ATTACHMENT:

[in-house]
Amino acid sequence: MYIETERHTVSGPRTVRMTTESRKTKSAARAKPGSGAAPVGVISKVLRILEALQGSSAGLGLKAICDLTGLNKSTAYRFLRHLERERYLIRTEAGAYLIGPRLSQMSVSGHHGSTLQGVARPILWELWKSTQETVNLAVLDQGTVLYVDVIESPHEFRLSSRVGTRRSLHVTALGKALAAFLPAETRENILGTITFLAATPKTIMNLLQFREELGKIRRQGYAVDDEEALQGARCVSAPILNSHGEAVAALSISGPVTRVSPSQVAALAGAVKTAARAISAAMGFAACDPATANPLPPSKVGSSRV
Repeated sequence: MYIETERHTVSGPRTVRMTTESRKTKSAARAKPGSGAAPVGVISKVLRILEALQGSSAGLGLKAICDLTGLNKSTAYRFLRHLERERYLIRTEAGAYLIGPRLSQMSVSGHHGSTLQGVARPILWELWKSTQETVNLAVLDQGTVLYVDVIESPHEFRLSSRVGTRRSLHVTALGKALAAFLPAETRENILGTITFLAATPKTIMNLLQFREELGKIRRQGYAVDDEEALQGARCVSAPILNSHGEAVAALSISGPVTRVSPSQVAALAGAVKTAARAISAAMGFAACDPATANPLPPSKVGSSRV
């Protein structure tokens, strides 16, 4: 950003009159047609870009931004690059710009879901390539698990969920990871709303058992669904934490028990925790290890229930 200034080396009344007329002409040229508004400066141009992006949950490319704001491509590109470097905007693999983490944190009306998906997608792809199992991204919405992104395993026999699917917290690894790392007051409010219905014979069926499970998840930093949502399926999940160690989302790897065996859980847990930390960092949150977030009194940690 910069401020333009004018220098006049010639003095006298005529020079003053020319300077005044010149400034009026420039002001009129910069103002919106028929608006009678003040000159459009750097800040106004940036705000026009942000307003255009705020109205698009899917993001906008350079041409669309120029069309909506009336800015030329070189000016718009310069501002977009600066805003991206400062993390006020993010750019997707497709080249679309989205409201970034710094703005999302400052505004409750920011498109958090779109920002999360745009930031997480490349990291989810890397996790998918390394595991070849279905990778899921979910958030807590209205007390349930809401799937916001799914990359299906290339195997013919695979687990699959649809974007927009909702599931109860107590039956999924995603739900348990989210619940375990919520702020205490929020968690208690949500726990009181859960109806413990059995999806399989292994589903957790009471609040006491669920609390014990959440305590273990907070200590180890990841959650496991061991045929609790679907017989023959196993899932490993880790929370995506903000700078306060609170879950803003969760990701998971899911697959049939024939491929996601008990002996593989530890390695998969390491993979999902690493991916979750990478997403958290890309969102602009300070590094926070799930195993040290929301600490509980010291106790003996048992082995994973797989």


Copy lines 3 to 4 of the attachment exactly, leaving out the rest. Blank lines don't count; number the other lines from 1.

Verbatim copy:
Repeated sequence: MYIETERHTVSGPRTVRMTTESRKTKSAARAKPGSGAAPVGVISKVLRILEALQGSSAGLGLKAICDLTGLNKSTAYRFLRHLERERYLIRTEAGAYLIGPRLSQMSVSGHHGSTLQGVARPILWELWKSTQETVNLAVLDQGTVLYVDVIESPHEFRLSSRVGTRRSLHVTALGKALAAFLPAETRENILGTITFLAATPKTIMNLLQFREELGKIRRQGYAVDDEEALQGARCVSAPILNSHGEAVAALSISGPVTRVSPSQVAALAGAVKTAARAISAAMGFAACDPATANPLPPSKVGSSRV
């Protein structure tokens, strides 16, 4: 950003009159047609870009931004690059710009879901390539698990969920990871709303058992669904934490028990925790290890229930 200034080396009344007329002409040229508004400066141009992006949950490319704001491509590109470097905007693999983490944190009306998906997608792809199992991204919405992104395993026999699917917290690894790392007051409010219905014979069926499970998840930093949502399926999940160690989302790897065996859980847990930390960092949150977030009194940690 910069401020333009004018220098006049010639003095006298005529020079003053020319300077005044010149400034009026420039002001009129910069103002919106028929608006009678003040000159459009750097800040106004940036705000026009942000307003255009705020109205698009899917993001906008350079041409669309120029069309909506009336800015030329070189000016718009310069501002977009600066805003991206400062993390006020993010750019997707497709080249679309989205409201970034710094703005999302400052505004409750920011498109958090779109920002999360745009930031997480490349990291989810890397996790998918390394595991070849279905990778899921979910958030807590209205007390349930809401799937916001799914990359299906290339195997013919695979687990699959649809974007927009909702599931109860107590039956999924995603739900348990989210619940375990919520702020205490929020968690208690949500726990009181859960109806413990059995999806399989292994589903957790009471609040006491669920609390014990959440305590273990907070200590180890990841959650496991061991045929609790679907017989023959196993899932490993880790929370995506903000700078306060609170879950803003969760990701998971899911697959049939024939491929996601008990002996593989530890390695998969390491993979999902690493991916979750990478997403958290890309969102602009300070590094926070799930195993040290929301600490509980010291106790003996048992082995994973797989």